There is much speculation regarding President Barack Obama’s intentions for America should he no longer need to hide his desires from an electorate. Occasionally, he and other members of his administration let slip glimpses of their preferred utopian future, as they have recently done with education policy. If their desires are implemented, the consequences for American education — and society — will be profound and uniquely destructive.
One of the best ways to determine if a given school is competent and professional is to ask its principal about the school’s discipline philosophy. If his first and primary goal is not establishing and keeping order, his school should be be avoided. Without certain and meaningful discipline, learning takes a back seat to misbehavior. If students understand that rudeness is tolerated, they’ll quickly escalate to misbehavior. If misbehavior goes unpunished, a significant number of students in any school will escalate to crime. Identify a school that is academically failing, and unfailingly the inmates are running the asylum.
On March 1, 2011, Attorney General Eric Holder testified before a House Appropriations subcommittee:
Chairman Frank R. Wolf, Virginia Republican, and Rep. John Culberson, Texas Republican, pressed Mr. Holder to stop giving evasive answers about scandals growing from the New Black Panther voter-intimidation case. Agitated, Mr. Holder objected to a statement by witness Bartle Bull that Panther behavior was the worst the civil rights activist had ever seen at the polls. “When you compare what people endured in the South in the ‘60s to try to get the right to vote for African-Americans, to compare what people subjected to that with what happened in Philadelphia … does a great disservice to people who put their lives on the line, who risked all for my people,” Mr. Holder said.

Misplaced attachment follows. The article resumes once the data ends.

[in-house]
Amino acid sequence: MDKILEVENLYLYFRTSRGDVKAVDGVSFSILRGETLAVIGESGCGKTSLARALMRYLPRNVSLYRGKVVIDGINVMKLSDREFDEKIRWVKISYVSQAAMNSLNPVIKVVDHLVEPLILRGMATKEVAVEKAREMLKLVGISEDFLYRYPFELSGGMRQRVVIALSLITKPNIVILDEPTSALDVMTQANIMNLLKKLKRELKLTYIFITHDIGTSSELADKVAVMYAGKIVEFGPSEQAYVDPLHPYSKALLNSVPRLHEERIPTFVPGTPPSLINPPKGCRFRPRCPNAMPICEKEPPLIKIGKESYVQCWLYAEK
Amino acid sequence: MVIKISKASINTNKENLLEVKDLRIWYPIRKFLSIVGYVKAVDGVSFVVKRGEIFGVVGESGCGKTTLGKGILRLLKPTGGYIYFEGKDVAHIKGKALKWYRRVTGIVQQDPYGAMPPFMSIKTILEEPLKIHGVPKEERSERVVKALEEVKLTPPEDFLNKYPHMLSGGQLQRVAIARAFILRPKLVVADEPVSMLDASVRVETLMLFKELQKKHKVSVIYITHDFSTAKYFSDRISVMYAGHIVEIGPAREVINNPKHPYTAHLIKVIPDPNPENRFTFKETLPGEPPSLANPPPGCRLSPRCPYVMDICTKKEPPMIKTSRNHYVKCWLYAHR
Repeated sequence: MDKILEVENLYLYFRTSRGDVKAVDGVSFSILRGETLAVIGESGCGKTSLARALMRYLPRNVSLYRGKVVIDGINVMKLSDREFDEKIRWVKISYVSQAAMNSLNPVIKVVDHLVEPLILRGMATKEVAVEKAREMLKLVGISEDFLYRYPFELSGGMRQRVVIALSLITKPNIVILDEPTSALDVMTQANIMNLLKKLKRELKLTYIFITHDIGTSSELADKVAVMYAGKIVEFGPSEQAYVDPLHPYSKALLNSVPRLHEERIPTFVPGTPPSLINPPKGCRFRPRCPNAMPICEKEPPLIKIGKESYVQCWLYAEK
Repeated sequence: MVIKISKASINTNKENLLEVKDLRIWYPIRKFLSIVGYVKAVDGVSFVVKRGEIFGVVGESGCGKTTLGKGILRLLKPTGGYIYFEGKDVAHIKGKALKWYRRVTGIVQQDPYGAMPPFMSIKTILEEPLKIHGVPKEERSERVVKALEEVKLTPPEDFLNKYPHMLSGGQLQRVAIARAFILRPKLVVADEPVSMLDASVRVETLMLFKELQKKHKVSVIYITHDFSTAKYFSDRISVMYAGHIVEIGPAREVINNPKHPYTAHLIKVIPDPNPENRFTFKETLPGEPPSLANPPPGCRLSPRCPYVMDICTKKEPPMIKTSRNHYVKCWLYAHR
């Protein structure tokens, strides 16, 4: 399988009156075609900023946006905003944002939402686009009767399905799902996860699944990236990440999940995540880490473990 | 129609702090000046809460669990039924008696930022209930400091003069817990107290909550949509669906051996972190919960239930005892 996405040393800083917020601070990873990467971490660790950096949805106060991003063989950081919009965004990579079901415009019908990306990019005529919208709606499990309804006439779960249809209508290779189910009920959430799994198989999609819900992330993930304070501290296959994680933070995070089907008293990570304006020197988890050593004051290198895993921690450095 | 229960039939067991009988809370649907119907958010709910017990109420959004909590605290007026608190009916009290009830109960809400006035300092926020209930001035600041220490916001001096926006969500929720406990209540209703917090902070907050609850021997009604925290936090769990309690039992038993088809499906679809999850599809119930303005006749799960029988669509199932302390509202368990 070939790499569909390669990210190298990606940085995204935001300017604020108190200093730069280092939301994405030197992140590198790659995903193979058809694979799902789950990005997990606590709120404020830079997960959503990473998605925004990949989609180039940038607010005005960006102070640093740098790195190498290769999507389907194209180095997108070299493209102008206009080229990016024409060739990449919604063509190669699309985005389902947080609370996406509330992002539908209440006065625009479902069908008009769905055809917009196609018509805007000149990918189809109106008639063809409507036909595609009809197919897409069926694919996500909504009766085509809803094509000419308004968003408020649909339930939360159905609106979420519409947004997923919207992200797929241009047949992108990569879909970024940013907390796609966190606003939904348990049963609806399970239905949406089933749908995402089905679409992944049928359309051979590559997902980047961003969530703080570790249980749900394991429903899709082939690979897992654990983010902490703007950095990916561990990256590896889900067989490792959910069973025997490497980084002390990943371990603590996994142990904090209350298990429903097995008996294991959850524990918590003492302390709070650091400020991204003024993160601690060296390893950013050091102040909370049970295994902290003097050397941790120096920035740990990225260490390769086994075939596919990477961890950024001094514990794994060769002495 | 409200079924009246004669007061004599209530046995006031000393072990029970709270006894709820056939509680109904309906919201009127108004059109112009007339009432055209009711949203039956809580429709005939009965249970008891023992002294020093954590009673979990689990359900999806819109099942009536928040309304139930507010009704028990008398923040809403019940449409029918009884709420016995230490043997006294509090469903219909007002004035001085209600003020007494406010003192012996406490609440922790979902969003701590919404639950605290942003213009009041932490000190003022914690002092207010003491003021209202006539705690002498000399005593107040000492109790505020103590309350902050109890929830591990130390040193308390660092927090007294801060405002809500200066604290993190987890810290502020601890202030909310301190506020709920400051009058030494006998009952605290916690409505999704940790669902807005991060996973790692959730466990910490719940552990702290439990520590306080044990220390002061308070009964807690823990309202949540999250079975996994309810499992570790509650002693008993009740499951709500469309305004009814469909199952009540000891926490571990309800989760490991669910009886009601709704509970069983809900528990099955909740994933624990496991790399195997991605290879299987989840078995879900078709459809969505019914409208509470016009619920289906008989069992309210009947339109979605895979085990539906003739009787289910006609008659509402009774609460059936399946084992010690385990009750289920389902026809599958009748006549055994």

This was not Mr. Holder’s only invocation of his dedication to “my people.” On February 25, 2012, while giving a speech hosted by 100 Black Men of Atlanta Inc., Holder mentioned his determination to mandate racial quotas for school discipline:
“We’ve often seen that students of color, students from disadvantaged backgrounds, and students with special needs are disproportionately likely to be suspended or expelled,” Holder said in Atlanta, Ga.
“This is, quite simply, unacceptable. … These unnecessary and destructive policies must be changed” …
Holder attributed his claim of racial disparity in school discipline to a 2011 study that he said showed “83 percent of African American male students and 74 percent of Hispanic male students ended up in trouble and suspended for some period of time.”